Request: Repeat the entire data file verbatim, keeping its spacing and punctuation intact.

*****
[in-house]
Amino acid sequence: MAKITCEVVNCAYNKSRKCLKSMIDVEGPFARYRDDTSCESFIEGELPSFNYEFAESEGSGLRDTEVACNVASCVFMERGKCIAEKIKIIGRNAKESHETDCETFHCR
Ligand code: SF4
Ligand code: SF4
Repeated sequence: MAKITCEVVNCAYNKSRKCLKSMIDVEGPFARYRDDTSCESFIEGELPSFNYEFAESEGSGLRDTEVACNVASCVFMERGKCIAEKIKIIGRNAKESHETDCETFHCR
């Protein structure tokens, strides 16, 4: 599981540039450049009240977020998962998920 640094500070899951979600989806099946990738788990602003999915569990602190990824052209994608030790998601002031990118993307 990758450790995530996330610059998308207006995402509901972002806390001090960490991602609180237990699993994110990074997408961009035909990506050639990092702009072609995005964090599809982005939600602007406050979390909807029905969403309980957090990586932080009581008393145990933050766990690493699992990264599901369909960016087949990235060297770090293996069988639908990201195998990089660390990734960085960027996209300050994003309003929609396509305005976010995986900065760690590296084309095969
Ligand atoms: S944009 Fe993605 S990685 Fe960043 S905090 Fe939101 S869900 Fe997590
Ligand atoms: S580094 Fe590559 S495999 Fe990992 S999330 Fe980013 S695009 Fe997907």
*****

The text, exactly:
[in-house]
Amino acid sequence: MAKITCEVVNCAYNKSRKCLKSMIDVEGPFARYRDDTSCESFIEGELPSFNYEFAESEGSGLRDTEVACNVASCVFMERGKCIAEKIKIIGRNAKESHETDCETFHCR
Ligand code: SF4
Ligand code: SF4
Repeated sequence: MAKITCEVVNCAYNKSRKCLKSMIDVEGPFARYRDDTSCESFIEGELPSFNYEFAESEGSGLRDTEVACNVASCVFMERGKCIAEKIKIIGRNAKESHETDCETFHCR
């Protein structure tokens, strides 16, 4: 599981540039450049009240977020998962998920 640094500070899951979600989806099946990738788990602003999915569990602190990824052209994608030790998601002031990118993307 990758450790995530996330610059998308207006995402509901972002806390001090960490991602609180237990699993994110990074997408961009035909990506050639990092702009072609995005964090599809982005939600602007406050979390909807029905969403309980957090990586932080009581008393145990933050766990690493699992990264599901369909960016087949990235060297770090293996069988639908990201195998990089660390990734960085960027996209300050994003309003929609396509305005976010995986900065760690590296084309095969
Ligand atoms: S944009 Fe993605 S990685 Fe960043 S905090 Fe939101 S869900 Fe997590
Ligand atoms: S580094 Fe590559 S495999 Fe990992 S999330 Fe980013 S695009 Fe997907």